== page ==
Mid-year sequestration budget cuts hit the Air Force Life Cycle Management Center hard, and next year could be difficult because of the “unbelievable uncertainty” about the budget, a top Air Force leader said.
Air Force Lt. Gen. C.D. Moore, commander of the center headquartered at Wright-Patterson, spoke Wednesday to more than 120 people at a Dayton Area Defense Contractors Association meeting at the Hope Hotel and Conference Center.
The Life Cycle Management Center has absorbed a $2.4 billion reduction and furloughed 13,000 civil service employees around the world forced to take 11 unpaid furloughs days one day a week. That will amount to a loss of 1.3 million work hours, according to Air Force statistics.
“You do the best you can to triage (and) to mitigate, but you don’t replace that,” he said.
The Life Cycle Management Center marked one-year in existence when the Air Force Materiel Command reorganized into five major centers and shed about 1,000 mostly civilian management jobs to cut $100 million in costs.
The lieutenant general described his first year in charge as “exciting,” but also “stressful” and “uncertain” because of budget woes.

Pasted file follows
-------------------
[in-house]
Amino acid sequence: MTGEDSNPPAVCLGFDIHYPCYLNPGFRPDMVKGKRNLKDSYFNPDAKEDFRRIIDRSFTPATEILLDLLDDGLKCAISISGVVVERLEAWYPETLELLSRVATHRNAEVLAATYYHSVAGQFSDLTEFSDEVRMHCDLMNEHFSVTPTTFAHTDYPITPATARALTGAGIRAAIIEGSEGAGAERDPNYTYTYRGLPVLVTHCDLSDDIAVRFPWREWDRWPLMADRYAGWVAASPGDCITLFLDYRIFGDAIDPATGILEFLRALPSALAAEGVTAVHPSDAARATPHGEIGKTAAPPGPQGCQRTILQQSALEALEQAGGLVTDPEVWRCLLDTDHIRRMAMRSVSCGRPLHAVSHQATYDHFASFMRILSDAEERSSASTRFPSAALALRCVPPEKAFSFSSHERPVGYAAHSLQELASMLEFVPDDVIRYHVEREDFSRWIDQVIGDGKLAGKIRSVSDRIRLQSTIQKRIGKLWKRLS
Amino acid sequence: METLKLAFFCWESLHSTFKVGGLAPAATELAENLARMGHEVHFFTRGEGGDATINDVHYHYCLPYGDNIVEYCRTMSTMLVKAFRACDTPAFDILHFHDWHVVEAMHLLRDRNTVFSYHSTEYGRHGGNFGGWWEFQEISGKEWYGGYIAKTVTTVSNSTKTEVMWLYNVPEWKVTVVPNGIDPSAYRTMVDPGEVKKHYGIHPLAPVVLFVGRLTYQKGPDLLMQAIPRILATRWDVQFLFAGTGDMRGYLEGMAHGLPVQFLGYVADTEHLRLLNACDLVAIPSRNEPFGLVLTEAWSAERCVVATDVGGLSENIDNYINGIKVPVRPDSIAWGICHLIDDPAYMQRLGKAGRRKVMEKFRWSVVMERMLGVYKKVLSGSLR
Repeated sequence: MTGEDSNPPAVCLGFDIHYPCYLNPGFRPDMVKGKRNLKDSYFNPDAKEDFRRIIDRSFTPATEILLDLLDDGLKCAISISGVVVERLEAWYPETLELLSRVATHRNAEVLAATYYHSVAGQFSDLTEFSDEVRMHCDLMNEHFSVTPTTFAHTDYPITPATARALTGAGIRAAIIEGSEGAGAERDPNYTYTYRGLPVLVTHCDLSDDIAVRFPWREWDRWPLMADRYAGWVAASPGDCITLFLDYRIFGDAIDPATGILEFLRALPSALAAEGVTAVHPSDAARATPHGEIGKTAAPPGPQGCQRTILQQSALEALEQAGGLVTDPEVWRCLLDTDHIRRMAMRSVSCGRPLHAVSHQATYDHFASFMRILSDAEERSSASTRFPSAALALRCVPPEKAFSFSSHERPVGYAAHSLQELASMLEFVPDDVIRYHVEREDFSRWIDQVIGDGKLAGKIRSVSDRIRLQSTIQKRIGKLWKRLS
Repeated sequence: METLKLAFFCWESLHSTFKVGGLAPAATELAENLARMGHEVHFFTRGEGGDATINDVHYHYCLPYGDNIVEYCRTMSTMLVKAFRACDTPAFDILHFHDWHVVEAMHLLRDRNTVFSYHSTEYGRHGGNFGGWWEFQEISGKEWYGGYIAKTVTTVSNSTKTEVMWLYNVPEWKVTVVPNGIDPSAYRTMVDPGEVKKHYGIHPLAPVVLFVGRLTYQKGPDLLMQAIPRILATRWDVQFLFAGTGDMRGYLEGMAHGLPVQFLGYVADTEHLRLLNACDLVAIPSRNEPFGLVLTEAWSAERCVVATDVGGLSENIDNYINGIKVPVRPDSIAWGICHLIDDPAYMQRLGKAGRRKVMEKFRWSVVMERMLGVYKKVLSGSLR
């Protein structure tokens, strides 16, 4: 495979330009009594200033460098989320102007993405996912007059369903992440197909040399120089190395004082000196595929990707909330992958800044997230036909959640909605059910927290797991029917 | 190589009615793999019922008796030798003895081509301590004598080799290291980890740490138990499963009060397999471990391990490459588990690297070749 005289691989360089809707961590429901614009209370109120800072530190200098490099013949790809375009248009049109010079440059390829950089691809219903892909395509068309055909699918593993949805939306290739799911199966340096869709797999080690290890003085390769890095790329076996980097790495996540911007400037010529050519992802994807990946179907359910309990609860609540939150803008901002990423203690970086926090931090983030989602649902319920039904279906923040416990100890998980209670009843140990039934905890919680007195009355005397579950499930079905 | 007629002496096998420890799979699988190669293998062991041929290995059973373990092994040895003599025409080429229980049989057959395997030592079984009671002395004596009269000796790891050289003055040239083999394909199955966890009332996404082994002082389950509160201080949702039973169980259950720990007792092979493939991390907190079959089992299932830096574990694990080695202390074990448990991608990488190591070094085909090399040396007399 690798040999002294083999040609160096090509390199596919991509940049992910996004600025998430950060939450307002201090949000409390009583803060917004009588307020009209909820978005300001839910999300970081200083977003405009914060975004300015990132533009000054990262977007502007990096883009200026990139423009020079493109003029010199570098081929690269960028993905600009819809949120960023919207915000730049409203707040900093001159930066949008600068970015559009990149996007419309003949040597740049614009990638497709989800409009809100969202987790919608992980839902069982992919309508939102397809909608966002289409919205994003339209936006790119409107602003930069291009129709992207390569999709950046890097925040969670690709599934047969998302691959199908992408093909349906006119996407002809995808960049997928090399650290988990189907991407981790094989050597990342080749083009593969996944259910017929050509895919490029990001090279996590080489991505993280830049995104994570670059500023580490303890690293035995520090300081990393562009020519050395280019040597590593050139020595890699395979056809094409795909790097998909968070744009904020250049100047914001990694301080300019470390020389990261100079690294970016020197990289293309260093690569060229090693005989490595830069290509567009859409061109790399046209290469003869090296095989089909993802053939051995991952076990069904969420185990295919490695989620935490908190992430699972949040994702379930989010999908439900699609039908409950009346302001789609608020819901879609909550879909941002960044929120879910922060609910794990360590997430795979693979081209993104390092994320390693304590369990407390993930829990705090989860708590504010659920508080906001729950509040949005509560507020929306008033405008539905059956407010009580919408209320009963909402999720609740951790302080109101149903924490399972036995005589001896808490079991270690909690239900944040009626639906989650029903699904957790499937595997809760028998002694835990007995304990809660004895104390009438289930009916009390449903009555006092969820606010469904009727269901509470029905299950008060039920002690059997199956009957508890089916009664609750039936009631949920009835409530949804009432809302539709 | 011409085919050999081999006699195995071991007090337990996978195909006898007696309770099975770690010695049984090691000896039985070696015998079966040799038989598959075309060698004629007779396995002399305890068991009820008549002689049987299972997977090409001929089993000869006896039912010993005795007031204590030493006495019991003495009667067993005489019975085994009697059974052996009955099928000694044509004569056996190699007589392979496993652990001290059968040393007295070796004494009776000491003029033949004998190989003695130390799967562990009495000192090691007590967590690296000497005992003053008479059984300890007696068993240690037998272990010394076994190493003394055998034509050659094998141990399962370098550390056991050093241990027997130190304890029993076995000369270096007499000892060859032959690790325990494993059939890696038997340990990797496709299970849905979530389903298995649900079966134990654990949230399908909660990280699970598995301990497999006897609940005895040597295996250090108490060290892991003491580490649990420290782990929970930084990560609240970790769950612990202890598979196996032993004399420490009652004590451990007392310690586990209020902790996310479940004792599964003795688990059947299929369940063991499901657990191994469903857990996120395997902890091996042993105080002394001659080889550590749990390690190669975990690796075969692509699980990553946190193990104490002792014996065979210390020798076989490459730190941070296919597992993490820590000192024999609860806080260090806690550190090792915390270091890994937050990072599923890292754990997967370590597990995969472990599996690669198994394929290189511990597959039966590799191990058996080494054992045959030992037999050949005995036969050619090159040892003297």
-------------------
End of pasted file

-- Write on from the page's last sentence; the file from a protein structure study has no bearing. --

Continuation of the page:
“Unbelievable uncertainty” lingers over “what the budget is going to be,” so much so he said he did not know until the past few weeks if the center would have the money to pay its electric bills through the end of the year, he said.
“It’s frustrating when you read that sequestration has not had any impact,” he said. “I’m living it. You’re living it.”
Despite fiscal constraints, the center has had a “revolution in acquisition and product support,” he said. With 26,000 employees at a total of 77 sites, the center manages the “cradle to grave” needs of Air Force aircraft, engines, electronics, munitions and cyber equipment.
“We’ve come a long ways in 12 months,” he said. “We have a long ways to go.”
Among the reforms, the center has put one person in charge of a program instead of several managers over different parts of the same program, he said.
But some of the same issues face the Air Force as its aircraft grow increasingly older. The rising cost to maintain weapon systems has chipped away plans to modernize the fleet, he said.
“If we don’t control our weapon systems support cost, we are not going to have money to modernize,” the former fighter pilot said.
Dayton Defense Executive Director Deborah Gross said sequestration has meant the loss of jobs and the withholding of federal contract awards. She called on Miami Valley defense contractors to offer examples of how the cuts have impacted their businesses.
Eventually, the budget cuts will affect every business in the community, she said.
“It may not have affected you yet, but it will,” she said. “What we need is some order put to the chaos. It’s the uncertainty that’s the big issue.”